No Bregrets, No Baguettes: the Debacle of Brexit

So what happens next? It now appears that Australia has stronger ties with Europe than the United Kingdom. I mean Australia came Second, yes 2nd, in the Eurovision Song Contest, while Grande Bretagne was awarded the customary ‘nul pointes’. And last week, after months of gutter politics, inept leadership and wildly dangerous rumour-mongering, the English voted for Brexit. Not Bremain. Not Brussels either.

I spent all weekend under a very dark cloud, poring over the online debate, devouring radio and media, shedding my disbelief on social media. It’s not just the outcome of the narrow-minded, short-term-ism protest-vote that hurts, it’s the stark realization of the searing divisions that cut deeply into the small country that is now ‘Inger-land’.  Divisions are now palpable – the huge sociological disconnect between London and the rest of the UK, the very different mind-sets of the under 30s and the over 50s, the rural economies who have benefitted from billions of Euros on infrastructure, but who now realise that hand-outs don’t necessarily lead to gratitude. Those who voted for Brexit did not vote for a better future, it was a grotesque act of self-harm which (as Will Davies tellingly wrote) taps into a broader malaise which has driven the rise of Donald Trump.

There are wise heads around us. One of my RMIT colleagues wrote of ‘…the parlous lack of leadership exercised by David Cameron et al., the depraved bigotry of Farage and the naked self interest of Boris Johnston…’, ending rather gloomily with ‘I fear for civil society and democracy in all of this’. Crikey, and I thought the darkest day was last week’s Solstice.

On to brighter days… Authors love to meet readers, or so I’m told. It doesn’t happen to me that often, but last week, two people (Yes. Two. Different. People) hailed me from across a busy road and beckoned me over. Worried that I might have owed them money, I was relieved that they merely wanted to comment on my last blog. One wanted to check out my Hanoi Haircut – we agreed that the level of meticulousness I received for 85 cents was more than equal to what I might get in Melbourne for a hefty $70.  The other beckoning reader wished to regale me with yet more witty names for Tribute Bands. I thought I’d done this to death but was delighted to hear of a British tribute band called, wait for it, ‘Proxy Music’. Inspirational!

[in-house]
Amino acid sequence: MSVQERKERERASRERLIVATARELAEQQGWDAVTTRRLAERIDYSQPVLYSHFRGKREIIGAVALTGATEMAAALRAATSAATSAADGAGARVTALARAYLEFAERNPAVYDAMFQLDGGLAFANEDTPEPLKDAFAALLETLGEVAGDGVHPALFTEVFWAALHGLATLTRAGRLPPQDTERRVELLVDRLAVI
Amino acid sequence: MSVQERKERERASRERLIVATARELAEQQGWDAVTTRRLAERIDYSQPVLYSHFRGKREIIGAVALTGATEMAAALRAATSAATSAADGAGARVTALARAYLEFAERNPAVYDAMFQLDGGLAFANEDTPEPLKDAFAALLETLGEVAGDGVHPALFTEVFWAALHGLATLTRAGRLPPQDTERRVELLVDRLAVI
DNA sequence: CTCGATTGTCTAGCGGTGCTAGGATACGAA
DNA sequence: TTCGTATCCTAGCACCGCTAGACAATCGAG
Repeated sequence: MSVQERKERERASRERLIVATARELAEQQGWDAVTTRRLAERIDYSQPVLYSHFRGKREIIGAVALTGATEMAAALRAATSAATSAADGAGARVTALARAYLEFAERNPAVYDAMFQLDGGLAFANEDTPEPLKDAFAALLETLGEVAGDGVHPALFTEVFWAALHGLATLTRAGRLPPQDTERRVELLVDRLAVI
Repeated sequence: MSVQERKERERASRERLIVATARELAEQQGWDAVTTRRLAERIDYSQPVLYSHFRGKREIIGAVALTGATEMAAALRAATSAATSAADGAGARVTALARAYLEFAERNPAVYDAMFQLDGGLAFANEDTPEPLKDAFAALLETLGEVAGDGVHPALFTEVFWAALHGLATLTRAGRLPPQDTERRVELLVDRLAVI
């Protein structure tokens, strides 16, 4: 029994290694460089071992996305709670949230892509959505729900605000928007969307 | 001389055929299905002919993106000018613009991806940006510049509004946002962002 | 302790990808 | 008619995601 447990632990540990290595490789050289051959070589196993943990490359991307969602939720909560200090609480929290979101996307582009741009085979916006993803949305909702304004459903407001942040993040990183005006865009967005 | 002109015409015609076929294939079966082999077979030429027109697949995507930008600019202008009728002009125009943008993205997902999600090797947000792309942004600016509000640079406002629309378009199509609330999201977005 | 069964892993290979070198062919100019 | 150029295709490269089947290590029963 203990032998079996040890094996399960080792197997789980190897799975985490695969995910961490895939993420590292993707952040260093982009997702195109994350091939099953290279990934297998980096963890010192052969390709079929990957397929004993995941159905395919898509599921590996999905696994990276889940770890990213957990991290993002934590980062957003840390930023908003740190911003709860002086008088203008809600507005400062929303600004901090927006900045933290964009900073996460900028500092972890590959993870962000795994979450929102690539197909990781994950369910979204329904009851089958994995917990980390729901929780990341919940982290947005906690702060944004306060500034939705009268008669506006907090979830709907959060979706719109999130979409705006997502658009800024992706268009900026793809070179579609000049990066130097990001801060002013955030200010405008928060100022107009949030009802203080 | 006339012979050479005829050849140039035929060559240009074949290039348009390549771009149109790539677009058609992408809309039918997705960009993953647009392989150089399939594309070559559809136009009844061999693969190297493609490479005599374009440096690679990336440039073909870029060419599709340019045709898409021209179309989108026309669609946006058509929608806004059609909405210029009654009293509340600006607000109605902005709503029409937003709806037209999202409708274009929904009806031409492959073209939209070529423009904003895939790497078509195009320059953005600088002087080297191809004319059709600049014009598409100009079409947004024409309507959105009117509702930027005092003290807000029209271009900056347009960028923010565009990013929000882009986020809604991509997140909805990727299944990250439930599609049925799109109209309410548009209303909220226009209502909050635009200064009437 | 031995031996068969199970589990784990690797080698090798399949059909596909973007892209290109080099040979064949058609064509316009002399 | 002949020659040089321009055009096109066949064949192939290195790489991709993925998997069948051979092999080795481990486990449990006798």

Before Brexit broke my brain up, I’d had a wonderfully international week, truly global in the way that only RMIT can be. I spent an evening with Rafael Cilau Valadez, a visiting Huichol yarn painter from Mexico, who is working in the School of Art, on a month-long residency funded by DFAT. Cilau is a fifth generation Master Yarn artist who has exhibited all over the world. Each piece of work can take over 120 hours. Cilau is also in the process of becoming recognised as a traditional Wixarika medicine man and was terrific company. Next evening we hosted a visit by the honorary German Consul at the launch of a project called SkypeLab. The German dignitary was not as colourfully dressed as our Mexican visitor, but he spoke equally as fervently about creativity, education and RMIT’s outstanding reputation on an international level. He was very tactful and we didn’t discuss the UK EU vote, nor the likelihood of losing … and lo and behold a soccer defeat against Iceland was still 10 days away.

The pictures show me and the Honorary German Consul (top), me and the Mexican artists (LHS), and me with Professor Bruce Wilson standing firm in the RMIT EU Centre (RHS).

3 thoughts on “No Bregrets, No Baguettes: the Debacle of Brexit

  1. Love the colourful designs by Rafael! So sorry about Brexit, my UK friend is very upset too especially with the older people who voted for it. I gave her the update and voting stats as she is currently in the South African bush.

    It isn’t legislated yet!

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  2. I’m surprised by the shock of it. From where I sit, as a lay observer, I expected not just an exit, but an even more convincing vote for it. The signs of the malaise (discontent) have been everywhere, and for over a decade now.. the root of it could well be the unhealed wound of Thatcher’s lead into globalism too – which might explain the generational stat of the vote (if it’s true). The inflammation of that wound has been the various institutions (like universities) flat out ignoring and having nothing to say about each stage of that globalism, quite the opposite I’d say. And last but not least, the disingenuous representations of those who hurt, characterizing them as racist xenophobes when it seems obvious to me that thug nationalism has simply jumped on a political opportunity and hijacked the issues – history repeats. That same discontent is right across the West. RMITs strategic plan and subsequent actions and tone of practice seems to have no knowledge of it (your blogging being the exception). I would dearly like to work with an organisation that intelligently acknowledges, thoughtfully engages, and openly proposes ways for everyone through it.

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